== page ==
Global Shadow Banking: Facts, Issues and Opinions
This week a new report released by top regulatory group the Financial Stability Board (FSB) revealed that the global ‘Shadow Banking’ industry reached a new all-time high of $67 trillion last year.
The FSB, an international task force put together jointly by the world’s top 20 economies, called for improved regulation to control the activities of the shadow banking industry, which is blamed by many for contributing to the current global economic crisis and for hiding fraudulent activities by large multinational companies. These calls come in the same week as technology giant Hewlett-Packard launches a fraud case against the previous owners of one of their acquisitions (Autonomy), over more than $5 billion worth of fraudulent accounting.
What is Shadow Banking?
“The shadow banking system is the collection of non-bank financial intermediaries that provide services similar to traditional banks…The core activities of investment banks are subject to regulation and monitoring by central banks and other government institutions – but it has been common practice for investment banks to conduct many of their transactions in ways that don’t show up on their conventional balance sheet accounting and so are not visible to regulators or unsophisticated investors. For example, prior to the financial crisis, investment banks financed mortgages through off-balance sheet securitizations and hedged risk through off-balance sheet credit default swaps.” – Wikipedia
To put this in plain English for you: shadow banking is the art of hiding things. By adding additional layers of complexity things which would otherwise be clearly visible in a company’s accounts can be conducted ‘off-balance sheet’. This can be used to make things invisible to anyone who is unfamiliar with the specific techniques being used so that you can, for example, misrepresent the value of a company to a potential buyer or investor. It can also be used to game the system, allowing banks and companies to circumvent regulations and international laws. To be clear: shadow banking is not illegal and does not involve illegal practices – it involves circumventing legal requirements so that the institution involved does not break any laws, but does not need to abide by them either. For example, since the global ‘credit crunch’ there are now laws which require banks to hold a certain amount of capital relative to the amount of money that they lend; by taking a loan and selling it to another company (a company which is not a bank and therefore doesn’t face the same legal restrictions as banks), then buying it back packaged up as a derivative which can be classed as an asset rather than a liability, the bank can effectively ignore the rules which national and international bodies have tried to impose on it.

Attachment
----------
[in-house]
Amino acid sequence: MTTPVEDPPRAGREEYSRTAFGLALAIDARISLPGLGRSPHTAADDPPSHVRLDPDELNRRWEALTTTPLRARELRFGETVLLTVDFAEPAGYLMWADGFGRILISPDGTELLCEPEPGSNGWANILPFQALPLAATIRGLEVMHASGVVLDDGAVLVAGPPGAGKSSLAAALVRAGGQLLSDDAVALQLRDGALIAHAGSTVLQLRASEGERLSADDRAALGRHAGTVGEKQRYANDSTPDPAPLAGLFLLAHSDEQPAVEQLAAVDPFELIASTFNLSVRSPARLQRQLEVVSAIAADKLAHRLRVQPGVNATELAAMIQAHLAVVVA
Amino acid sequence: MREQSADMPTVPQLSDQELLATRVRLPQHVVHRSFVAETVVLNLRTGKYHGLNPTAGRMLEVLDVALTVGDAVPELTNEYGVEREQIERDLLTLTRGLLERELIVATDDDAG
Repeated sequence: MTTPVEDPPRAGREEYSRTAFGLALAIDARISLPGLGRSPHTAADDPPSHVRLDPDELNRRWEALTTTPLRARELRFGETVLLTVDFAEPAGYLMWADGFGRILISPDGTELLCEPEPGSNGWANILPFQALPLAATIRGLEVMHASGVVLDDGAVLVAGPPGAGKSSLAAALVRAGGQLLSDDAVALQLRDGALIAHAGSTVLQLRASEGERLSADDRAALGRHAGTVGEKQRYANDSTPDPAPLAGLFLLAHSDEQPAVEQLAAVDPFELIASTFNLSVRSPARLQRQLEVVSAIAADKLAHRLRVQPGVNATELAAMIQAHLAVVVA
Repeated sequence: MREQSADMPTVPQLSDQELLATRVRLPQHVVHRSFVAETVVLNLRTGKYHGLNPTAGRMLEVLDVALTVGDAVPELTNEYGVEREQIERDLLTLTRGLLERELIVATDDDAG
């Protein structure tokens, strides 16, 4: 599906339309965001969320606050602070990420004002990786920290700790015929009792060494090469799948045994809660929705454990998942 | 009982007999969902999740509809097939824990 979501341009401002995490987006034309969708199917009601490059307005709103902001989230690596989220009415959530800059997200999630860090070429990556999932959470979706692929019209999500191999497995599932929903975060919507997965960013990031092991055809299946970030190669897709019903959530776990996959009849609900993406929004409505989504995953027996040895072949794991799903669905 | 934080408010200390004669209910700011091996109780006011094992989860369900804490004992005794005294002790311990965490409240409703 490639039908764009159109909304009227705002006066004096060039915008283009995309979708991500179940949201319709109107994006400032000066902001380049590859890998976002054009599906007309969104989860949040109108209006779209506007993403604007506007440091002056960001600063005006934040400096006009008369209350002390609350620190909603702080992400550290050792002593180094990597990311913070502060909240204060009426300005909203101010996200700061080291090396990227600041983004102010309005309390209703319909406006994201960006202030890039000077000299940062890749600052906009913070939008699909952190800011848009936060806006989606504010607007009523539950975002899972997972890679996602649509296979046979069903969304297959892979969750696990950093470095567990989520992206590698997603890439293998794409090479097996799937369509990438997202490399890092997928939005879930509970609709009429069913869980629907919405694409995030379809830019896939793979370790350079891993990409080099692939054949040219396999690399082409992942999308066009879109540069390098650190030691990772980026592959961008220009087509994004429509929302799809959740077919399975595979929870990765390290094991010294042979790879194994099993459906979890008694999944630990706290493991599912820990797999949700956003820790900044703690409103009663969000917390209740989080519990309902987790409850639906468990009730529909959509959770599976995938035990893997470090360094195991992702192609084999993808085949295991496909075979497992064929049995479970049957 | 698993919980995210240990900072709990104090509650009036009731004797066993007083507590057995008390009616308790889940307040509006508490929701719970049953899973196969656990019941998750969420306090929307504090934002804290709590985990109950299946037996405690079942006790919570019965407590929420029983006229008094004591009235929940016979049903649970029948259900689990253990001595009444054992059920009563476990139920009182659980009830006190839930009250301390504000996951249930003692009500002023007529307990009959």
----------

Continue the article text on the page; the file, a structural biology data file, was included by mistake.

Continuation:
In defense of some practices currently labelled as ‘shadow banking’: Part of the increased risk mentioned above is moved off the balance sheets of banks into hedge funds, investment funds and the like, which do not hold customer deposits, and is not returned to the banks. As long as these organisations are not ‘too big to fail’ (which many are btw) this may actually reduce risk to customer deposits. . Although these organisations are part of the shadow banking system, I do not think it is helpful to simply label everything they do as ‘shadow banking’. Personally, I would call for a more nuanced approach to definition of the term.
The Growth of the Global Shadow Banking System
The world shadow banking system began growing rapidly around the year 2000. Between 2002 and 2007 it doubled in size, reaching $62 trillion. Following the start of the financial crisis in 2008 it briefly contracted, before beginning to grow rapidly again. The FSB report mentioned above showed that by 2011 it had reached $67 trillion US dollars. To put that in perspective, $62 trillion is larger than the total economic output of all of the world’s top 20 economies, who make up the FSB group. The largest portion of this international industry in located in the United States of America ($23 trillion), however the size of the industry in America is shrinking, whereas it is growing rapidly in the Eurozone ($22 trillion) and the United Kingdom ($19 trillion).